Building a team of rock stars is cheaper than a team of lower-salaried, less experienced programmers. It's also harder. The notion that there is more economy in the enthusiasm of project contributors and having "more hands on deck", even if they're cheaper hands, is naive. Martin Fowler
If the cost premium for a more productive developer is less than the higher productivity of that developer, then it's cheaper to hire the more expensive developer.You might assume that there's a positive scaling effect with a larger team. Fowler continues
The trouble is that that assumption assumes productivity scales linearly with team size, which again observation indicates isn't the case. Software development depends very much on communication between team members. The biggest issue on software teams is making sure everyone understands what everyone else is doing. As a result productivity scales a good bit less than linearly with team size. As usual we have no clear measure, but I'm inclined to guess at it being closer to the square root.Keep reading the Cheaper Talent Hypothesis.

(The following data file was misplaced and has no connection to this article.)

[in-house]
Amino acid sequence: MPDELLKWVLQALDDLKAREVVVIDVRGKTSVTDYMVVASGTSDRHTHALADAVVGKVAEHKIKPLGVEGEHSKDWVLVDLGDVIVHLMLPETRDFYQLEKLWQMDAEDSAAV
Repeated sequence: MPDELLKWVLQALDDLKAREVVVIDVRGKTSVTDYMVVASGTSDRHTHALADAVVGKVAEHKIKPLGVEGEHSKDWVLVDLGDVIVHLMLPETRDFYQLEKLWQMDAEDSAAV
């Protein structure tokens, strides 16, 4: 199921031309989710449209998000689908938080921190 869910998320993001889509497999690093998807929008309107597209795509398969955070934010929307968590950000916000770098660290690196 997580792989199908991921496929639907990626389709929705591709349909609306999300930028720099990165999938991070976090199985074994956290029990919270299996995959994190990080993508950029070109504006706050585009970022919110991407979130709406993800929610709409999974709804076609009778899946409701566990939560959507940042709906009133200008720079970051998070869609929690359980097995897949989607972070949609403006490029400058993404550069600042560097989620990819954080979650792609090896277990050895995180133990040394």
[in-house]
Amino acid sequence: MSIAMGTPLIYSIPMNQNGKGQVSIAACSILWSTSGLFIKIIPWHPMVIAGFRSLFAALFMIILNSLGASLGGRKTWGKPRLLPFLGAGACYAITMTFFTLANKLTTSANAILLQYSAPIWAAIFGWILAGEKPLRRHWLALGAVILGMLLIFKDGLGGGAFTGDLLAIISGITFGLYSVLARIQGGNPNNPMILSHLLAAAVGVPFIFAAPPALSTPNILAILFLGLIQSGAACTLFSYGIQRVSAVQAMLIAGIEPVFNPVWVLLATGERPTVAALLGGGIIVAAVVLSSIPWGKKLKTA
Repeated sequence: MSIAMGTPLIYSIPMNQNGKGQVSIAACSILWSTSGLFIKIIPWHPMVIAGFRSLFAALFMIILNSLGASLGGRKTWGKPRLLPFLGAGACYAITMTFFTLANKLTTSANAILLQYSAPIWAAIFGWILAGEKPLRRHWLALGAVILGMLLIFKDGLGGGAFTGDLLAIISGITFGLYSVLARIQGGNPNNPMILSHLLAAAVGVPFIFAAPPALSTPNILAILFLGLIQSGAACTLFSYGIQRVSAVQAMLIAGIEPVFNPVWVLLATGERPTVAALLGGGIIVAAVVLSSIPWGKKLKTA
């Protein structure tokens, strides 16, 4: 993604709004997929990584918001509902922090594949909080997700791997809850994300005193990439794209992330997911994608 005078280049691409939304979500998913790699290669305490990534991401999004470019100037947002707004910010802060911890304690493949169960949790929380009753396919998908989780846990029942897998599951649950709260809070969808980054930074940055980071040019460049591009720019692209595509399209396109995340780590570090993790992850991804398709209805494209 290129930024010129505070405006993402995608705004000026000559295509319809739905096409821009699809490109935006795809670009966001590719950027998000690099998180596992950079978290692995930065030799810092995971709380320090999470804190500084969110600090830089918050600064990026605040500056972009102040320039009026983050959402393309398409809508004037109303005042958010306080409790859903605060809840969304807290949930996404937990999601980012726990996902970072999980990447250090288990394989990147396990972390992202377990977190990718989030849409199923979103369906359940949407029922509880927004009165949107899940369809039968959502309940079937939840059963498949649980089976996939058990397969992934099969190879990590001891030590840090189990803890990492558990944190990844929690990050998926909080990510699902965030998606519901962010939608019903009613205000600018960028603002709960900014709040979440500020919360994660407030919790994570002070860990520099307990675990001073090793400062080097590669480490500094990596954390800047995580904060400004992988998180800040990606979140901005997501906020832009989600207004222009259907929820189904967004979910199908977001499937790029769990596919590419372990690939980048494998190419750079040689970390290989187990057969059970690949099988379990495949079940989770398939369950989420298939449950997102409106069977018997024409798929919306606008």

Trouble is, finding the highly capable and seasoned talent can be a long search. Weeding out the fakers is time consuming, finding the right fit for those who are for real takes longer. And so the search goes on. Technorati is searching; if you're the real deal, call us.( Feb 09 2008, 08:48:53 AM PST ) Permalink